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Tax and Revenue Administration
Fuel Tax Act
Special Notice Vol. 1 No. 38

Released: February 2, 2016
Produced by: Alberta Treasury Board and Finance, Tax and Revenue Administration
For more information: tra.revenue@gov.ab.ca

Vol. 1 No. 38 / February 2016


NOTE: This special notice is intended to explain legislation and provide specific information. Every effort has been made to ensure the contents are accurate. However, if a discrepancy should occur in interpretation between this special notice and governing legislation, the legislation takes precedence.

Bill 4, An Act to Implement Various Tax Measures and to Enact the Fiscal Planning and Transparency Act, received Royal Assent on December 11, 2015. The bill included various amendments to the Fuel Tax Act (the Act), as explained below.

Tax Rate Increases

Section 11(1) of the Act was amended to increase the fuel tax rates effective March 27, 2015, as previously set out in Special Notice Vol. 1 No. 36. The current rates are:

  • Gasoline and diesel: $0.13 per litre

  • Liquefied petroleum gas (propane): $0.094 per litre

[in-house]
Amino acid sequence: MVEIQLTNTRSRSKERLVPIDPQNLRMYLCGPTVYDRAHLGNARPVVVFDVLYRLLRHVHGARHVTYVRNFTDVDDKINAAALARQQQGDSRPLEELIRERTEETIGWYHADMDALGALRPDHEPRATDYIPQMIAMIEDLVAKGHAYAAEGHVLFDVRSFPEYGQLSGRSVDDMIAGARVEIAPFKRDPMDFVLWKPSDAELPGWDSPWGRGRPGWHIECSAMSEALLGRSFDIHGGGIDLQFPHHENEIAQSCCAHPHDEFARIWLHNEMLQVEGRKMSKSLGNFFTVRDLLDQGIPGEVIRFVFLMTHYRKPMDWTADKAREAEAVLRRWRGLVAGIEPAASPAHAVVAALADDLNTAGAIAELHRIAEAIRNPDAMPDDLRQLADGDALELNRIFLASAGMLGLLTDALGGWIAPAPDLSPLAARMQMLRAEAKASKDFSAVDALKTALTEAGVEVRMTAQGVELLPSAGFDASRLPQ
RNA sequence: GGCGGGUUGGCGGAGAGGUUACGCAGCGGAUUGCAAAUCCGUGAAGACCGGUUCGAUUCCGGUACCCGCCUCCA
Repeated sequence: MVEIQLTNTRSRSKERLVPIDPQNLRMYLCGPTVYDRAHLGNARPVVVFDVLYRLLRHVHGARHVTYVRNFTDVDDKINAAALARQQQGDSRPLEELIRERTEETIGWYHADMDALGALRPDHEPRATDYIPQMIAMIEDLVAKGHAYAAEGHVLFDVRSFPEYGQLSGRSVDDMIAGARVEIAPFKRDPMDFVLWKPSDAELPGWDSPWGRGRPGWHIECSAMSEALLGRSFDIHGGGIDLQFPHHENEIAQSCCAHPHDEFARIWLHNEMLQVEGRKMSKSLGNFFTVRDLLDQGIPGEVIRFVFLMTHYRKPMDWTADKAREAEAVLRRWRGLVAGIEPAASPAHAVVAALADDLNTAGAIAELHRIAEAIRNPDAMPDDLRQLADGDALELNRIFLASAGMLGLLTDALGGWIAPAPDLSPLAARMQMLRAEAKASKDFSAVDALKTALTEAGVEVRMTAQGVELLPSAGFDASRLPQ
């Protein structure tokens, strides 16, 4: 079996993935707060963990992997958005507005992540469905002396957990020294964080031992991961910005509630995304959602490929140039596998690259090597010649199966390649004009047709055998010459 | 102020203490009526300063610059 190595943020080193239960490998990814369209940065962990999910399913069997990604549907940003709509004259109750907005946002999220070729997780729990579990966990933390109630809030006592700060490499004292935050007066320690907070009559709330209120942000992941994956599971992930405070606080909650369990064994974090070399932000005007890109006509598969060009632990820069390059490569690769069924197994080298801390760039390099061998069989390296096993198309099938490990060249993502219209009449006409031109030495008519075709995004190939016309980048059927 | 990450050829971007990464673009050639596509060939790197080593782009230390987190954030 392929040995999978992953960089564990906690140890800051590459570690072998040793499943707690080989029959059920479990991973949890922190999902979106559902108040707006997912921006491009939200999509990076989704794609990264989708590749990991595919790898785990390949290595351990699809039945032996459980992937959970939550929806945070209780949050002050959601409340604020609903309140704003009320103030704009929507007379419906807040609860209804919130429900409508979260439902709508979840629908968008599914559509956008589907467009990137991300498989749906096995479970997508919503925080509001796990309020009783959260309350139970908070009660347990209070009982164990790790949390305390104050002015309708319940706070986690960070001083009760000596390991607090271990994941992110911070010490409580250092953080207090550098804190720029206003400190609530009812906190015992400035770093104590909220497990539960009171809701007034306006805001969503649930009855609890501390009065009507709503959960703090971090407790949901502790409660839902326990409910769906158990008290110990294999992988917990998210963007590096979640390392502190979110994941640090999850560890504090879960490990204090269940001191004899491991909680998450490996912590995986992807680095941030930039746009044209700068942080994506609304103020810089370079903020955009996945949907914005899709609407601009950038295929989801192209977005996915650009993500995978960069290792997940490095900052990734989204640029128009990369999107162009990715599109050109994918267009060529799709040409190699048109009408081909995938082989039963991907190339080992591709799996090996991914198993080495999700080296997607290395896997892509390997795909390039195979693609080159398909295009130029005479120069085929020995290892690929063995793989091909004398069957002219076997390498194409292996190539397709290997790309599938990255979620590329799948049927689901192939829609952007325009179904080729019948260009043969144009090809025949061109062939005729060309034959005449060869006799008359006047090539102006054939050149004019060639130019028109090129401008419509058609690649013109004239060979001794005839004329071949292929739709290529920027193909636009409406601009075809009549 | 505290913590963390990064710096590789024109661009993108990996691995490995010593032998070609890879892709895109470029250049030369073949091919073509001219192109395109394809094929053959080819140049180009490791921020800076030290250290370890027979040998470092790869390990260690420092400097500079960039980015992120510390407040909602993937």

• Renewable diesel and renewable alcohol: $0.13 per litre

  • Other prescribed fuels, including bunker fuel, kerosene, methanol and condensate, when used to generate motive power by means of an internal combustion or turbine engine: $0.13 per litre

Section 11(1) was further amended effective November 1, 2015 to increase the locomotive fuel tax rate to $0.055 per litre.

The rate for aviation fuel has not increased and remains at $0.015 per litre.

Marked Fuel

As explained in Special Notice Vol. 1 No. 36, effective March 27, 2015 the exemption of tax on marked fuel, including the exemptions provided under the Tax Exempt Fuel User (TEFU) and Alberta Farm Fuel Benefit (AFFB) programs administered by Alberta Treasury Board and Finance, Tax and Revenue Administration (TRA), have been capped at $0.09 per litre. Therefore, gasoline and diesel used in unlicensed vehicles and equipment that was previously tax-out for eligible off-road activities, farming operations or for use in licensed farm vehicles, is now effectively taxed at $0.04 per litre.